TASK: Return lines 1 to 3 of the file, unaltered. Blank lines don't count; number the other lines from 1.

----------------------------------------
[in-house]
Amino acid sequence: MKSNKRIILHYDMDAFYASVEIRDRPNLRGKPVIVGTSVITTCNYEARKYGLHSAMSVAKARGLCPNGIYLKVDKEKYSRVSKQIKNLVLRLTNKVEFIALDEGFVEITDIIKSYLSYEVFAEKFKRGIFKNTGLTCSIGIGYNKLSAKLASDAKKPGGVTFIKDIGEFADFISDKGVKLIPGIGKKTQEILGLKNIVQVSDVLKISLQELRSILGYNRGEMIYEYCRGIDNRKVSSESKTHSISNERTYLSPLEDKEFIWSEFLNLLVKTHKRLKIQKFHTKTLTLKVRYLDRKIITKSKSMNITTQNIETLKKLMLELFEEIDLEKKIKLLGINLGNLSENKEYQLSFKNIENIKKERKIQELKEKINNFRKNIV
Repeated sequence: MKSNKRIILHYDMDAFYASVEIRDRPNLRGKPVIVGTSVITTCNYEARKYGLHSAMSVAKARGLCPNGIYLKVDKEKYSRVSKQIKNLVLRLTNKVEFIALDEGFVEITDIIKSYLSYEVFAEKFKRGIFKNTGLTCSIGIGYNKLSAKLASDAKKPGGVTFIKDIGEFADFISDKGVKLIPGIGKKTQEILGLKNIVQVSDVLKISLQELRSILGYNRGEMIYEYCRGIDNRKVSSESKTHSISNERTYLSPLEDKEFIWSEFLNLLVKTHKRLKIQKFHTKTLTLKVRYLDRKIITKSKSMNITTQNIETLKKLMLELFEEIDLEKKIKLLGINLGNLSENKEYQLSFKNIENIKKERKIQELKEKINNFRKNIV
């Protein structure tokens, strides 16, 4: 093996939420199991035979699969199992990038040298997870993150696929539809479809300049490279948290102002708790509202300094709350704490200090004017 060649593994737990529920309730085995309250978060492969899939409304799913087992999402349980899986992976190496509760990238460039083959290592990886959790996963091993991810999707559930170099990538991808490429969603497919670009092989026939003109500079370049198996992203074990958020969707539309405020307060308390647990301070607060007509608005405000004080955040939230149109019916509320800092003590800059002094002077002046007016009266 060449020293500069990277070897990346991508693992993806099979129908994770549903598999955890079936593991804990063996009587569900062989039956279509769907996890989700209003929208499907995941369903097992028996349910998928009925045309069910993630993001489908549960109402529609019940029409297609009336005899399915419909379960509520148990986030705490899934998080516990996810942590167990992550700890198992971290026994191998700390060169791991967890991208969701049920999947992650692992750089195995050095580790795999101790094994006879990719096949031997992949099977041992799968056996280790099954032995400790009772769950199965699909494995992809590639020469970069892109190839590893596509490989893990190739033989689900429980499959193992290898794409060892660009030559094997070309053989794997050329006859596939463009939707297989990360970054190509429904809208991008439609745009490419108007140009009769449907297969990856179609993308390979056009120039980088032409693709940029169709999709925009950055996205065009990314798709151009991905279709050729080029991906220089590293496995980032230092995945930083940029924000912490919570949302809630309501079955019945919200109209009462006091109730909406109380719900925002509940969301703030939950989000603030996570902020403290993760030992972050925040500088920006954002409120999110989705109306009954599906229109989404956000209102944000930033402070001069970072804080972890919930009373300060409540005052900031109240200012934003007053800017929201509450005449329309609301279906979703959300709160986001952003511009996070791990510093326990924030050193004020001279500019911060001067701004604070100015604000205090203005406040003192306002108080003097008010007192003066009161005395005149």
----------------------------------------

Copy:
[in-house]
Amino acid sequence: MKSNKRIILHYDMDAFYASVEIRDRPNLRGKPVIVGTSVITTCNYEARKYGLHSAMSVAKARGLCPNGIYLKVDKEKYSRVSKQIKNLVLRLTNKVEFIALDEGFVEITDIIKSYLSYEVFAEKFKRGIFKNTGLTCSIGIGYNKLSAKLASDAKKPGGVTFIKDIGEFADFISDKGVKLIPGIGKKTQEILGLKNIVQVSDVLKISLQELRSILGYNRGEMIYEYCRGIDNRKVSSESKTHSISNERTYLSPLEDKEFIWSEFLNLLVKTHKRLKIQKFHTKTLTLKVRYLDRKIITKSKSMNITTQNIETLKKLMLELFEEIDLEKKIKLLGINLGNLSENKEYQLSFKNIENIKKERKIQELKEKINNFRKNIV
Repeated sequence: MKSNKRIILHYDMDAFYASVEIRDRPNLRGKPVIVGTSVITTCNYEARKYGLHSAMSVAKARGLCPNGIYLKVDKEKYSRVSKQIKNLVLRLTNKVEFIALDEGFVEITDIIKSYLSYEVFAEKFKRGIFKNTGLTCSIGIGYNKLSAKLASDAKKPGGVTFIKDIGEFADFISDKGVKLIPGIGKKTQEILGLKNIVQVSDVLKISLQELRSILGYNRGEMIYEYCRGIDNRKVSSESKTHSISNERTYLSPLEDKEFIWSEFLNLLVKTHKRLKIQKFHTKTLTLKVRYLDRKIITKSKSMNITTQNIETLKKLMLELFEEIDLEKKIKLLGINLGNLSENKEYQLSFKNIENIKKERKIQELKEKINNFRKNIV